Cash. Capital. Coin. Coppers. However you measure it.

Recruiters love looking at financials. When things are good.

But imagine renting an office, painting the walls, sticking in desks. Hardware. Phone lines. Your ‘Best Company to Work For’ award from 2016.

And then, forking out for a refit with walls.

It doesn’t make financial sense. It’s an unnecessary structure. Therefore an unnecessary expense.

But I’m here to say, it might make sense. Both strategically and financially. So, for the sake of your bottom, line, keep reading.

The Science

There’s an incredible amount of research to suggest productivity suffers as a result of being open plan.

A study from Karlstad University, Sweden, showed the more people share a work space, the less satisfied they are, and dialogue with colleagues actually suffers.

A study from The University of Canterbury, NZ, found open plan offices increase sickness and emotional cognitive irritation. Whilst decreasing mental ability, productivity and job satisfaction.

A study at The University of Sydney noted 50% of those in an open plan office, and almost 60% of people with cubicles, are dissatisfied with their sound privacy.

16% of people in private offices said the same.

Is ‘sound privacy’ something that would benefit your job as a recruiter?

Sometimes.

And this is where I tailor my advice for recruitment. You do sometimes need sound privacy. Occasionally, that privacy’s needed on the phone. To send an email. To write a presentation. To think. Or, perhaps just in down time.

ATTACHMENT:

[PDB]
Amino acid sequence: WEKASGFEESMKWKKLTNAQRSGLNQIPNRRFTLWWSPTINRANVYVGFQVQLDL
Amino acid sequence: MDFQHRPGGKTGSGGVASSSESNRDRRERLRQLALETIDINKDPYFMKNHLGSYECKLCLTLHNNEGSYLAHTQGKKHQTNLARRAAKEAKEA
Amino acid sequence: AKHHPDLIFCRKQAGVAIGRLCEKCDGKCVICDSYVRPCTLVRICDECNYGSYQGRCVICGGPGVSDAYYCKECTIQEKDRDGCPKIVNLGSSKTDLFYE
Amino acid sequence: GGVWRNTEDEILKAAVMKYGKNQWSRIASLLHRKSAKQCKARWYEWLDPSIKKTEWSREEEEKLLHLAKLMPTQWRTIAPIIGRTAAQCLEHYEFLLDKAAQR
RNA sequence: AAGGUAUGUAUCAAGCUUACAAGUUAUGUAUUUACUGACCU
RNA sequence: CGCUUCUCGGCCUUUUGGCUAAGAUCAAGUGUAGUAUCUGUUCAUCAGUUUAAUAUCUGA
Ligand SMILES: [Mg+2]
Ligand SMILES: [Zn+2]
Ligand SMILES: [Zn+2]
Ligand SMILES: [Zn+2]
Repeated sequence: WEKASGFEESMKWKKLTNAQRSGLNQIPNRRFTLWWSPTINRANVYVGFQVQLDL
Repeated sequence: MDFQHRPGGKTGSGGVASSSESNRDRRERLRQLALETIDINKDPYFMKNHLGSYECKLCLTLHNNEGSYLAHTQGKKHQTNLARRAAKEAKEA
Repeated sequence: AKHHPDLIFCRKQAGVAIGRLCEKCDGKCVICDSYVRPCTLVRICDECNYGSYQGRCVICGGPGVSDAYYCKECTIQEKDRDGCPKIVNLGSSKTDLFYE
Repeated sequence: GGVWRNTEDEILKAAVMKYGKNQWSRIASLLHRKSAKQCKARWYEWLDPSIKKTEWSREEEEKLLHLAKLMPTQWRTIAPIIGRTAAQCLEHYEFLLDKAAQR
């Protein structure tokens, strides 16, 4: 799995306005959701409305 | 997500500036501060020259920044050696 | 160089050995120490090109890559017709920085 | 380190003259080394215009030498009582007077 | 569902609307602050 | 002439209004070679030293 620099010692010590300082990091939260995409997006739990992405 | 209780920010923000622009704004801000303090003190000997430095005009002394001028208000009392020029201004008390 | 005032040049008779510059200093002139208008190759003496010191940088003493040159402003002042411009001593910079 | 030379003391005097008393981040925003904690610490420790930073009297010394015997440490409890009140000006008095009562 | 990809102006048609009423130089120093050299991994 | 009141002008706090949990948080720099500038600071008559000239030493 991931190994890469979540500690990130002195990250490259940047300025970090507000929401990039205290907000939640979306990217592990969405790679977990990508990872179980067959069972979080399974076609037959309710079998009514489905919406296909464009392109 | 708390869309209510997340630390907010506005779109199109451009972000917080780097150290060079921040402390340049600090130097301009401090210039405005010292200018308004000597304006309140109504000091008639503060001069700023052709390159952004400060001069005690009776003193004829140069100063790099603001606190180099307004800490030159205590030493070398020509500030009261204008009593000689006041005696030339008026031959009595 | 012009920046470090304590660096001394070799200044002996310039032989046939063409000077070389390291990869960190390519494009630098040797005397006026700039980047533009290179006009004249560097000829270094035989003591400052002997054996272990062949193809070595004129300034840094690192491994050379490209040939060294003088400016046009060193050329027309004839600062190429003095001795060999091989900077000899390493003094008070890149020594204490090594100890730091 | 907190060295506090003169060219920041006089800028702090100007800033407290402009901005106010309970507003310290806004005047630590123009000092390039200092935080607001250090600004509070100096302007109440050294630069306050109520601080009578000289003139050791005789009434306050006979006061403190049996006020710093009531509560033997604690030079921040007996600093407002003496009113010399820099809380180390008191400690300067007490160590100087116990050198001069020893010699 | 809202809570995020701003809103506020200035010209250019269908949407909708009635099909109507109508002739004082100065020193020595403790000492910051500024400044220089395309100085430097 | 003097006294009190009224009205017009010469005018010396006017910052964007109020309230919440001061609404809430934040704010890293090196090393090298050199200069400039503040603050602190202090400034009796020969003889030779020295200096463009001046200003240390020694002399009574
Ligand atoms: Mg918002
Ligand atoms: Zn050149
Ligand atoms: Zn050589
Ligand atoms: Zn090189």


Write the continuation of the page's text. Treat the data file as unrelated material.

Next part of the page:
Down time. At work.

I know, I said it.

Wait, I’ll say it again…

Down time, in a recruitment office.

Breathe that sentence in.

Times when you need to research. Or read. Or focus on something that might not need constant noise. Meeting rooms are great for taking calls from Rec2Recs or your mates at rival agencies, but you need more.

You need a room where it’s acceptable to disappear from the noise. You return, obviously. But at your own rhythm. You need the freedom to work how you’re wired.

To use noise to your advantage. At the times of the day you require it.

Everyone loves being in an office with banter and buzz.

But everyone also loves being able to think clearly.

With clearer thinking comes a more attuned workforce. Which brings better billings. Harbours higher happiness. Remedies ropy retention. Sculptures superior success.

jon-tyson-520864-unsplash

“So, I’ve got to build a wall now?”

Not necessarily.

I’m not saying, it’s in everyones interests to have their own office.

Nor am I suggesting you split up the space with large, imperious structures that drive a stake through the heart of your camaraderie.

But I am saying, whether you work in WeWork, Privately owned listed building, or an open plan behemoth overlooking Sydney harbour… you need to have the freedom of walls occasionally.

Freedom from your office.

Freedom from your boss.

And as great as they are, you need freedom from your colleagues.

If you need help with that conversation, send them a link to this article. On Slack!